I walked up to the front door and took a deep breath.
What have I let myself in for?
It was my first day in my new job as a carer.
I'd worked in a pharmacy before but wanted to do something that would make a difference to people.
As a carer, I'd be doing home visits, providing personal care for patients.
David Punch, then 59, was my first client.
"He can be grumpy," a colleague had warned me. "Make sure you're not late."
Talk about being thrown in the deep end!
"Hello!" I called cheerily walking into the bedroom.
I didn't know what to expect but David greeted me with a big smile.
He was a decade older than me and complications from a back operation meant his arms were partially paralysed and he was mainly bedridden.
He needed four visits a day to help him wash, dress and to administer medication.
"Hi, I'm Frances," I smiled.
As soon as we started chatting, something clicked.
David was a retired GP and he was polite, kind and fascinating to speak to.
He wasn't grumpy with me.
In fact, he made me roar with laughter with his stories.
Over the weeks I found myself looking forward to my visits.
And if I had spare time before my next house call, I'd stay and keep David company.
I'd been divorced for a couple of years and had three wonderful children, Gavin, 23, Dave, 22 and Stephanie, 15.
I'd told myself I was done with men.
Only, I couldn't ignore the butterflies in my stomach when David made me laugh.
I tried to shove my feelings aside.
He's a client, I reminded myself.
I faced losing my job if I acted on my feelings so I remained professional.
Then, when I let David list me as his next-of-kin, my colleagues accused us of having a relationship.
"He has no-one else," I argued.
And I was telling the truth.
Nothing had happened between us.
Nine months after meeting David, he was admitted to hospital with a chest infection.
I'd visited him during the day, before heading to work.
That night, as I was heading to a house visit, the hospital called again.
"David's suffered a respiratory arrest," a nurse said.
His lungs were failing.
Panic rushed through me.
I can't lose him, I thought.
I suddenly realised I couldn't face life without David.
He had no idea how I felt about him.
Now it may be too late.
Another carer covered for me while I rushed to David's bedside at hospital.
My heart ached seeing him so ill.
His life was hanging in the balance.
He was unconscious, on a ventilator, but I knew I had to tell him how I felt.
So that night, after my visit, I sent him a text.
David, I love you, it read.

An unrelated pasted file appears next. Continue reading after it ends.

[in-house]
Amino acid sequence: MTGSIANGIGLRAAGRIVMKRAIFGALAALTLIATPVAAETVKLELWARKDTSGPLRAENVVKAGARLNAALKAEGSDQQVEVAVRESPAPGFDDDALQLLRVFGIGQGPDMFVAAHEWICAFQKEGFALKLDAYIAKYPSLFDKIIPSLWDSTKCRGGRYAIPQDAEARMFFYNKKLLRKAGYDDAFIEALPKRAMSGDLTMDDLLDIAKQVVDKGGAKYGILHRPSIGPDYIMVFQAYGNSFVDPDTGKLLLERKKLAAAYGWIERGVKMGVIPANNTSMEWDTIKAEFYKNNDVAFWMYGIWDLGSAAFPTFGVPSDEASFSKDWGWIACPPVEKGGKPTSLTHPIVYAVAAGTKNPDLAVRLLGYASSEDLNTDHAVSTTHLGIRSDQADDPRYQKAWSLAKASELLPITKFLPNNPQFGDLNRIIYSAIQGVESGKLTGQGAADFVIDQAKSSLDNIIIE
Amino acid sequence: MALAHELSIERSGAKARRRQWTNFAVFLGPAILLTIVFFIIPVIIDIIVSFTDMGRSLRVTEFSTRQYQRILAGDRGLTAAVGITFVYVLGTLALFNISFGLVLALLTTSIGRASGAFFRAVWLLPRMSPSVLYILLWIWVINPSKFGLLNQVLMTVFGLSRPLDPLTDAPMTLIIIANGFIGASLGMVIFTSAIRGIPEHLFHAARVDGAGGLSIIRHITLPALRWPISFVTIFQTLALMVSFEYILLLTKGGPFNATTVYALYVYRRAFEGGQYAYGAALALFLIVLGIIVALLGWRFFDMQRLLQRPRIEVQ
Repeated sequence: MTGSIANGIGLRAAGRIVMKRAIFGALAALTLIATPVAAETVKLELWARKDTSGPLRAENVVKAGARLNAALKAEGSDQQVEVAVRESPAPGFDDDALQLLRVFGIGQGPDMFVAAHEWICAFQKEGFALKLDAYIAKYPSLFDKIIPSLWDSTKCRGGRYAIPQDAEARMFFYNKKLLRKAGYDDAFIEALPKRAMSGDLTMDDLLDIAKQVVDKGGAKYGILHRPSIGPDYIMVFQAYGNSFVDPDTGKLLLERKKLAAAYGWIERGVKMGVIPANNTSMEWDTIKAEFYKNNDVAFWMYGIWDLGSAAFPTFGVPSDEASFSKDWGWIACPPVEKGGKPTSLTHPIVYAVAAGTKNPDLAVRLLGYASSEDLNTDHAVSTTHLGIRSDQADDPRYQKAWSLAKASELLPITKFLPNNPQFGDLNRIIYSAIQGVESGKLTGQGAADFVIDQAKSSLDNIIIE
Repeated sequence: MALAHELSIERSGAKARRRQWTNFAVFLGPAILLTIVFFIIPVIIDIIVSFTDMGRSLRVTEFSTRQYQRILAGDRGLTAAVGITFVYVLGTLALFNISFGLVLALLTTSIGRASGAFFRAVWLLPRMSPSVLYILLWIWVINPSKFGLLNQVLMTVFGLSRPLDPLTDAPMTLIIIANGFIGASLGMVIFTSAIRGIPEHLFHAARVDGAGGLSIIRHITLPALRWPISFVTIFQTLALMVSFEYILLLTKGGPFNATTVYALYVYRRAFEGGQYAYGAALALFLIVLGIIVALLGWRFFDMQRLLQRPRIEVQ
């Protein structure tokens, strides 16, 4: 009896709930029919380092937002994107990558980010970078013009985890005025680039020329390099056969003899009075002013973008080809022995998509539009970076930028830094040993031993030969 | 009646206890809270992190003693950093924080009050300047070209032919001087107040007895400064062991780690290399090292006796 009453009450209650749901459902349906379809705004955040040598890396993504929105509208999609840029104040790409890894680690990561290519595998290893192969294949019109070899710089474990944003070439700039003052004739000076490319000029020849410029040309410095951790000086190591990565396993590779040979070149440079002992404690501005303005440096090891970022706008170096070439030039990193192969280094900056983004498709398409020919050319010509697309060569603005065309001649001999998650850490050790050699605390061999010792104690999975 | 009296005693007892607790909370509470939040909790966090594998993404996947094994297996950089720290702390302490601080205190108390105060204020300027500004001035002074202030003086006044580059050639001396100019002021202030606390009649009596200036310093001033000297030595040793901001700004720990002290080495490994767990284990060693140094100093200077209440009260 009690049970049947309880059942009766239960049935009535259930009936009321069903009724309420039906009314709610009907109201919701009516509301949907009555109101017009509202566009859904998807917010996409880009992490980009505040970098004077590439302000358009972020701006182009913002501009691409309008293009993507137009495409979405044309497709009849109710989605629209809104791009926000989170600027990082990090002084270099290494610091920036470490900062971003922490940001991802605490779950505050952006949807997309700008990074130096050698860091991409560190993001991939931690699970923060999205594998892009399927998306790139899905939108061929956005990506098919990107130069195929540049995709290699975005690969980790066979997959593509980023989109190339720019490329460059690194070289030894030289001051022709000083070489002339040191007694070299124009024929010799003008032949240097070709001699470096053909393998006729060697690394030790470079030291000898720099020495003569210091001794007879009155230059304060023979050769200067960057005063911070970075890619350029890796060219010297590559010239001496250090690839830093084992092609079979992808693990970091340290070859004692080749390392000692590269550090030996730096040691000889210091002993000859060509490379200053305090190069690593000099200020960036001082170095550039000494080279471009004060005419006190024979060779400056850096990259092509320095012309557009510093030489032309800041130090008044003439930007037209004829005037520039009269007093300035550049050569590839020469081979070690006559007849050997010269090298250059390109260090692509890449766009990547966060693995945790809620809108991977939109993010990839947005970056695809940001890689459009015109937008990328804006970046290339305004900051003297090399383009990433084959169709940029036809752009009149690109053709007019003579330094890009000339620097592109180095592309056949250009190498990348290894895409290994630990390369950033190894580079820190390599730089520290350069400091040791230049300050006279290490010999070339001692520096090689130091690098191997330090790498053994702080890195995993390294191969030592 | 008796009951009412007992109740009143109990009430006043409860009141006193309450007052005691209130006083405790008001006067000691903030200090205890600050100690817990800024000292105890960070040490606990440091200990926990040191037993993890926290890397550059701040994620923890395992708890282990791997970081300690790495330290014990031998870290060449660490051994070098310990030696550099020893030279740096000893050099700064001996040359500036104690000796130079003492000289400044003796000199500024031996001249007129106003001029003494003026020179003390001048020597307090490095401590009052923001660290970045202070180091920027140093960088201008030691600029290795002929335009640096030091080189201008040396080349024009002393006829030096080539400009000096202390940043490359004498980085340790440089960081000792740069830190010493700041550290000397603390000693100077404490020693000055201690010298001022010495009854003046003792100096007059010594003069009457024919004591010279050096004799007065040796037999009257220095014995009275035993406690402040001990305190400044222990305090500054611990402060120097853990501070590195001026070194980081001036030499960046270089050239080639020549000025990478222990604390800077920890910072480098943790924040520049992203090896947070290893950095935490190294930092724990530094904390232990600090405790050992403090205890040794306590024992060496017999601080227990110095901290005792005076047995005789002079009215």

I visited every day, but he couldn't talk and slept most of the time.
A whole anxious week later, he was well enough to respond to my text.
I love you too, it read.
My heart soared.
It soon progressed to kissing his forehead as I said goodbye.
I was taking it slowly.
Still, I knew I had to confess to my boss.
The rumour mill was in overdrive.
"You can be David's friend," my boss said. "But you can't also be his carer."
I was assigned a different client and when David came home from hospital, I went round to see him as much as always.
At first it was awkward.
His two new carers were my colleagues. But we all got used to it.
David slowly got better and was soon making me laugh again.
Then one day, three months after I'd professed my love, I was leaning down to peck David on the lips when he held my head and kissed me properly.
It was magical.
Despite the unusual circumstances in which we'd met, we made the perfect match.
We rarely argued and loved spending time with each other.
Then one day, I'd been lying down next to David chatting to him when he got up, came over to my side of the bed and got down on one knee.
"Will you marry me?" he asked.
"Yes!" I cried.
He'd bought me a beautiful diamond solitaire ring. I felt like I would burst with happiness.
A few months later we bought a house together.
Dave and Stephanie still lived with me so we needed somewhere big enough for us all.
They both got on well with David so it was easy.
After moving in together I became his full-time carer.
He now needed 24-hour care as he had to be fed through a peg in his stomach and wore an oxygen mask at night.
We had one carer who came 12 hours a week to give me some respite.
Caring for David was never a chore for me though.
As the date of our wedding drew nearer, only one thing was getting me down: my weight.
I was only 165cm tall, but I weighed 111kg so was clinically obese.
"I don't want to be a fat bride," I sighed to David.
He supported me as I dieted on the Cambridge Weight Plan and started exercising.
In five months I got down to 82kg.
At David's request, I wore a full, white wedding dress.
"You look beautiful," he said on our big day. And thanks to losing weight I felt it.
After our honeymoon I kept dieting and am now down to a size 12.
I'm my ideal weight with my ideal man and couldn't be happier.
We're hopelessly in love and life is bliss, even with David being so ill.
"Your love story could be a film, Mum," Stephanie said recently.
I still can't believe I fell for a patient.
Or that my 'grumpy' first client turned out to be the man of my dreams.
DAVID TOLD TAKE 5:
When my new carer walked through the door, she was unlike any of the carers I'd had before.
I knew after a few months she was the one I wanted to spend the rest of my life with.
Now we're blissfully happy and I can't imagine life without her.